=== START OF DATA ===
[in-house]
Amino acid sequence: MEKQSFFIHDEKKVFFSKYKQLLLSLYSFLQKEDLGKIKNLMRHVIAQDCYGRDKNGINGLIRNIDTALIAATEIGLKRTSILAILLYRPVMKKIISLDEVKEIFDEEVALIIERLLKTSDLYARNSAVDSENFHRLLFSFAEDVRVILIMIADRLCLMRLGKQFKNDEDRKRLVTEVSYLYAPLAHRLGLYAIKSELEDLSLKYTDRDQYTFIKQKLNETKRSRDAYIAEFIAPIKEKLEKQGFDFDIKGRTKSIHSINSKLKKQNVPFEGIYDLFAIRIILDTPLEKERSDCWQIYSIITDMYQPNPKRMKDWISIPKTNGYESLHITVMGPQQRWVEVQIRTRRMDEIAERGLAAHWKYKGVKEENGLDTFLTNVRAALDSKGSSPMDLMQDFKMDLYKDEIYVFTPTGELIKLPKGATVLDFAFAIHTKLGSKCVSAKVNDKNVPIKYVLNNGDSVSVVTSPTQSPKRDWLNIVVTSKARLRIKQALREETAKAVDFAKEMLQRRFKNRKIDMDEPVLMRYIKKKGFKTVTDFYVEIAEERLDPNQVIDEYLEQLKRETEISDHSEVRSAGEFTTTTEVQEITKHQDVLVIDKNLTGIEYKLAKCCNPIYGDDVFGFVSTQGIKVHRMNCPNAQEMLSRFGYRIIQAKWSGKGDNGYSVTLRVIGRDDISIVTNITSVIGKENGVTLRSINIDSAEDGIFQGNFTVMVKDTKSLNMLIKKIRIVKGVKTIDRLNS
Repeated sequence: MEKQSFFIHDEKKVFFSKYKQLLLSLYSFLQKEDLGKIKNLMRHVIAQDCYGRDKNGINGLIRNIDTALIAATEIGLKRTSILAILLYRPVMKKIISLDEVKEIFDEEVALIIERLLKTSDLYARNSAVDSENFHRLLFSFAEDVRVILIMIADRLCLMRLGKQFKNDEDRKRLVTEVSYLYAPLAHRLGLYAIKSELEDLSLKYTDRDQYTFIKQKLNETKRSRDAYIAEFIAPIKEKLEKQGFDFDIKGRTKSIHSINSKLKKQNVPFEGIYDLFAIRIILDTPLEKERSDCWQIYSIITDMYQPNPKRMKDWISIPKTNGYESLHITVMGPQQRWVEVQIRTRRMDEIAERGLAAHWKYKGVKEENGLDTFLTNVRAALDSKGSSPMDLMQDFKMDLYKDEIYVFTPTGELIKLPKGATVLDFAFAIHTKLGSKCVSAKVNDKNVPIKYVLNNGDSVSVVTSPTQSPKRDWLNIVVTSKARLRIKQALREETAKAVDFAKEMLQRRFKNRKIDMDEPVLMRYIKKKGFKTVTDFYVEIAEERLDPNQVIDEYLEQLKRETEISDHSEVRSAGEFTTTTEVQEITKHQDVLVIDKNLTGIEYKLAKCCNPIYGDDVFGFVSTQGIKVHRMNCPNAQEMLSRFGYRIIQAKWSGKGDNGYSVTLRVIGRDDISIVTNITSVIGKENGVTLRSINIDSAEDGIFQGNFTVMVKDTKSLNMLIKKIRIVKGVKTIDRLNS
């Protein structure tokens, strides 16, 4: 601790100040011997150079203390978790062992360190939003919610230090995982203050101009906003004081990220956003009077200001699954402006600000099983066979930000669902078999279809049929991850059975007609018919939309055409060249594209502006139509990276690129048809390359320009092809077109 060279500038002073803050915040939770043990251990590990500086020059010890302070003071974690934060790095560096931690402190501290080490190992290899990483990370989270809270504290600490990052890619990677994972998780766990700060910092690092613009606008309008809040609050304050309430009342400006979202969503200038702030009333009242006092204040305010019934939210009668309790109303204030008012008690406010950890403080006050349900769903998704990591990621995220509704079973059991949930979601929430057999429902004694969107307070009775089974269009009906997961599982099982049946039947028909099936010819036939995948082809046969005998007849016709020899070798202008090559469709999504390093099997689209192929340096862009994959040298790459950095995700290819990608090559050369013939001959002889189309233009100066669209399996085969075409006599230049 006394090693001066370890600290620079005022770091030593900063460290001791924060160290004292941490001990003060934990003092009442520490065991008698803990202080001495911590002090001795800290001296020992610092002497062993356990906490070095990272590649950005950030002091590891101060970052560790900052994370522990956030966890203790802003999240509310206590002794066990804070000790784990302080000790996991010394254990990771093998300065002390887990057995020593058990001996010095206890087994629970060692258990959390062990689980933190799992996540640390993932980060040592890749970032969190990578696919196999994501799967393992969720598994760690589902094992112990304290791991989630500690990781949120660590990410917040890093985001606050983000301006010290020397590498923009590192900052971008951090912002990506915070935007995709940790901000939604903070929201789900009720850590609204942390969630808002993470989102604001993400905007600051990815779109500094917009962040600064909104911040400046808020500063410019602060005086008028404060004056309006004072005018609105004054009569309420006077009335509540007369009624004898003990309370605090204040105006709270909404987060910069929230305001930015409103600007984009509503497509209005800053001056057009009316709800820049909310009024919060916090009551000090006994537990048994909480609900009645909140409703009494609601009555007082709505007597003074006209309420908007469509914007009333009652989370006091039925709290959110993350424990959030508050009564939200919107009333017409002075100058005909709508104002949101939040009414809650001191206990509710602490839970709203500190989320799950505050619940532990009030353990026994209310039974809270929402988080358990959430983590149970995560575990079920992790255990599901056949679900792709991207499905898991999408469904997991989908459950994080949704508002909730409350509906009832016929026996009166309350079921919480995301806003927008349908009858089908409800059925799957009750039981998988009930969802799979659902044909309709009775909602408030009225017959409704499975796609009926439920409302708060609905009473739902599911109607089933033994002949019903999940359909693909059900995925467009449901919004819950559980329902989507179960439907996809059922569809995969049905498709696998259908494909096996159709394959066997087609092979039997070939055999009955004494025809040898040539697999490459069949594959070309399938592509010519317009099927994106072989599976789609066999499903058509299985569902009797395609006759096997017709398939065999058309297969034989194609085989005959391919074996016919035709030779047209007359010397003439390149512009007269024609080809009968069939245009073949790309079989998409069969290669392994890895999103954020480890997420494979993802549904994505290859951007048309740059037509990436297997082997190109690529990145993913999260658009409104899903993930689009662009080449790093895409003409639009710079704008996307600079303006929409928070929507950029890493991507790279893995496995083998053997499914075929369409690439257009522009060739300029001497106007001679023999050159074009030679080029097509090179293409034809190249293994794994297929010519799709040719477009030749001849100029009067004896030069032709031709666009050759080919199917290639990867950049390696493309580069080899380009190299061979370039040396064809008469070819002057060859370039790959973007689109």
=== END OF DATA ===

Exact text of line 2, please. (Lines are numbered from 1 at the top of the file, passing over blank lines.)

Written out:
Amino acid sequence: MEKQSFFIHDEKKVFFSKYKQLLLSLYSFLQKEDLGKIKNLMRHVIAQDCYGRDKNGINGLIRNIDTALIAATEIGLKRTSILAILLYRPVMKKIISLDEVKEIFDEEVALIIERLLKTSDLYARNSAVDSENFHRLLFSFAEDVRVILIMIADRLCLMRLGKQFKNDEDRKRLVTEVSYLYAPLAHRLGLYAIKSELEDLSLKYTDRDQYTFIKQKLNETKRSRDAYIAEFIAPIKEKLEKQGFDFDIKGRTKSIHSINSKLKKQNVPFEGIYDLFAIRIILDTPLEKERSDCWQIYSIITDMYQPNPKRMKDWISIPKTNGYESLHITVMGPQQRWVEVQIRTRRMDEIAERGLAAHWKYKGVKEENGLDTFLTNVRAALDSKGSSPMDLMQDFKMDLYKDEIYVFTPTGELIKLPKGATVLDFAFAIHTKLGSKCVSAKVNDKNVPIKYVLNNGDSVSVVTSPTQSPKRDWLNIVVTSKARLRIKQALREETAKAVDFAKEMLQRRFKNRKIDMDEPVLMRYIKKKGFKTVTDFYVEIAEERLDPNQVIDEYLEQLKRETEISDHSEVRSAGEFTTTTEVQEITKHQDVLVIDKNLTGIEYKLAKCCNPIYGDDVFGFVSTQGIKVHRMNCPNAQEMLSRFGYRIIQAKWSGKGDNGYSVTLRVIGRDDISIVTNITSVIGKENGVTLRSINIDSAEDGIFQGNFTVMVKDTKSLNMLIKKIRIVKGVKTIDRLNS